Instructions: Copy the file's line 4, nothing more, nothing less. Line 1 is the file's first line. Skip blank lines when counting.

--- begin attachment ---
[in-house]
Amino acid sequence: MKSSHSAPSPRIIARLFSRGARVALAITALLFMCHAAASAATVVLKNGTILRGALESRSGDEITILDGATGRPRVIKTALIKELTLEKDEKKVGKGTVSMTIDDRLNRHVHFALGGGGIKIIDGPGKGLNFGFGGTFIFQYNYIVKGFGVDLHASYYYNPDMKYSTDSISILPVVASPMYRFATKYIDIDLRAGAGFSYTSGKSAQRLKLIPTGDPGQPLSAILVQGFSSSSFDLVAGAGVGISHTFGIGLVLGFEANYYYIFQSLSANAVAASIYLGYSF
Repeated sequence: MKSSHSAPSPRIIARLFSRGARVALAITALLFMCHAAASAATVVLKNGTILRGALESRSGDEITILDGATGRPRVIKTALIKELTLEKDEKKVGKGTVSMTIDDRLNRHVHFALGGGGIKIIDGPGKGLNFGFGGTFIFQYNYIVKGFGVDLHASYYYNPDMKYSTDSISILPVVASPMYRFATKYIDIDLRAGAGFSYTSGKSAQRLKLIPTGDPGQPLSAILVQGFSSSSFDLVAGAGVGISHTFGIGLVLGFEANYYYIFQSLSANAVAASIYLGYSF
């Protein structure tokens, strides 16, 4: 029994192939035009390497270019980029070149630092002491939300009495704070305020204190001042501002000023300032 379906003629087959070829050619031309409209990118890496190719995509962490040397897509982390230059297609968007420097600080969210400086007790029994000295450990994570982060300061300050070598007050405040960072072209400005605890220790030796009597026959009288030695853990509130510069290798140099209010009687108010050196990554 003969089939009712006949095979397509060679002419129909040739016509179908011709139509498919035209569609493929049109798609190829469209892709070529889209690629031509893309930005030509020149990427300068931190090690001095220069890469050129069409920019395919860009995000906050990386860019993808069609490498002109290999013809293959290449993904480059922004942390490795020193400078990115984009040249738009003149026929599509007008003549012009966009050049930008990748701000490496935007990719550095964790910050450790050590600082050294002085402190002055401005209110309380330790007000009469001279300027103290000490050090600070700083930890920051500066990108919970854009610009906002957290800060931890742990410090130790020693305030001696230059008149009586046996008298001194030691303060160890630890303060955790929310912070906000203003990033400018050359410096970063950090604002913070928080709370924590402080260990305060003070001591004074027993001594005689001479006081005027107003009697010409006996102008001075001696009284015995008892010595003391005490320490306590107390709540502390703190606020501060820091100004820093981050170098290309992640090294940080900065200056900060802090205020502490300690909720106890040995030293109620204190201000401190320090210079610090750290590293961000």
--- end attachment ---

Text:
């Protein structure tokens, strides 16, 4: 029994192939035009390497270019980029070149630092002491939300009495704070305020204190001042501002000023300032 379906003629087959070829050619031309409209990118890496190719995509962490040397897509982390230059297609968007420097600080969210400086007790029994000295450990994570982060300061300050070598007050405040960072072209400005605890220790030796009597026959009288030695853990509130510069290798140099209010009687108010050196990554 003969089939009712006949095979397509060679002419129909040739016509179908011709139509498919035209569609493929049109798609190829469209892709070529889209690629031509893309930005030509020149990427300068931190090690001095220069890469050129069409920019395919860009995000906050990386860019993808069609490498002109290999013809293959290449993904480059922004942390490795020193400078990115984009040249738009003149026929599509007008003549012009966009050049930008990748701000490496935007990719550095964790910050450790050590600082050294002085402190002055401005209110309380330790007000009469001279300027103290000490050090600070700083930890920051500066990108919970854009610009906002957290800060931890742990410090130790020693305030001696230059008149009586046996008298001194030691303060160890630890303060955790929310912070906000203003990033400018050359410096970063950090604002913070928080709370924590402080260990305060003070001591004074027993001594005689001479006081005027107003009697010409006996102008001075001696009284015995008892010595003391005490320490306590107390709540502390703190606020501060820091100004820093981050170098290309992640090294940080900065200056900060802090205020502490300690909720106890040995030293109620204190201000401190320090210079610090750290590293961000």